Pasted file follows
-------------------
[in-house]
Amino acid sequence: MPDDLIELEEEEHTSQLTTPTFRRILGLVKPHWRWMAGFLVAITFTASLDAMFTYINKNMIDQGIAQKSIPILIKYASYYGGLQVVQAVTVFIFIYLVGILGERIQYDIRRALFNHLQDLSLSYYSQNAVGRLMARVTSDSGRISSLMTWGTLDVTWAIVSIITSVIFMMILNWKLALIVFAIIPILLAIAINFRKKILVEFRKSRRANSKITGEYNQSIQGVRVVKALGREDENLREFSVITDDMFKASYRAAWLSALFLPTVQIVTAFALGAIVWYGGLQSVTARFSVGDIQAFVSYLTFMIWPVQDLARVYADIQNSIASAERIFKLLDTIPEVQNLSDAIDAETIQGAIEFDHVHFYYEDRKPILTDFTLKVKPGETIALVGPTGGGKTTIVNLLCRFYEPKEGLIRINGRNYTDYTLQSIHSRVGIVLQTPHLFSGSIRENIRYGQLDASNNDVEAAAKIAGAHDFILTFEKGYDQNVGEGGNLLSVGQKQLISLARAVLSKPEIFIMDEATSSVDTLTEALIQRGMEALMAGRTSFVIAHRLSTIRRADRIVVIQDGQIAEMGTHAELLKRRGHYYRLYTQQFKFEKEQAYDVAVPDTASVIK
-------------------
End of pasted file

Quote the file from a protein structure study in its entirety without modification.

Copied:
[in-house]
Amino acid sequence: MPDDLIELEEEEHTSQLTTPTFRRILGLVKPHWRWMAGFLVAITFTASLDAMFTYINKNMIDQGIAQKSIPILIKYASYYGGLQVVQAVTVFIFIYLVGILGERIQYDIRRALFNHLQDLSLSYYSQNAVGRLMARVTSDSGRISSLMTWGTLDVTWAIVSIITSVIFMMILNWKLALIVFAIIPILLAIAINFRKKILVEFRKSRRANSKITGEYNQSIQGVRVVKALGREDENLREFSVITDDMFKASYRAAWLSALFLPTVQIVTAFALGAIVWYGGLQSVTARFSVGDIQAFVSYLTFMIWPVQDLARVYADIQNSIASAERIFKLLDTIPEVQNLSDAIDAETIQGAIEFDHVHFYYEDRKPILTDFTLKVKPGETIALVGPTGGGKTTIVNLLCRFYEPKEGLIRINGRNYTDYTLQSIHSRVGIVLQTPHLFSGSIRENIRYGQLDASNNDVEAAAKIAGAHDFILTFEKGYDQNVGEGGNLLSVGQKQLISLARAVLSKPEIFIMDEATSSVDTLTEALIQRGMEALMAGRTSFVIAHRLSTIRRADRIVVIQDGQIAEMGTHAELLKRRGHYYRLYTQQFKFEKEQAYDVAVPDTASVIK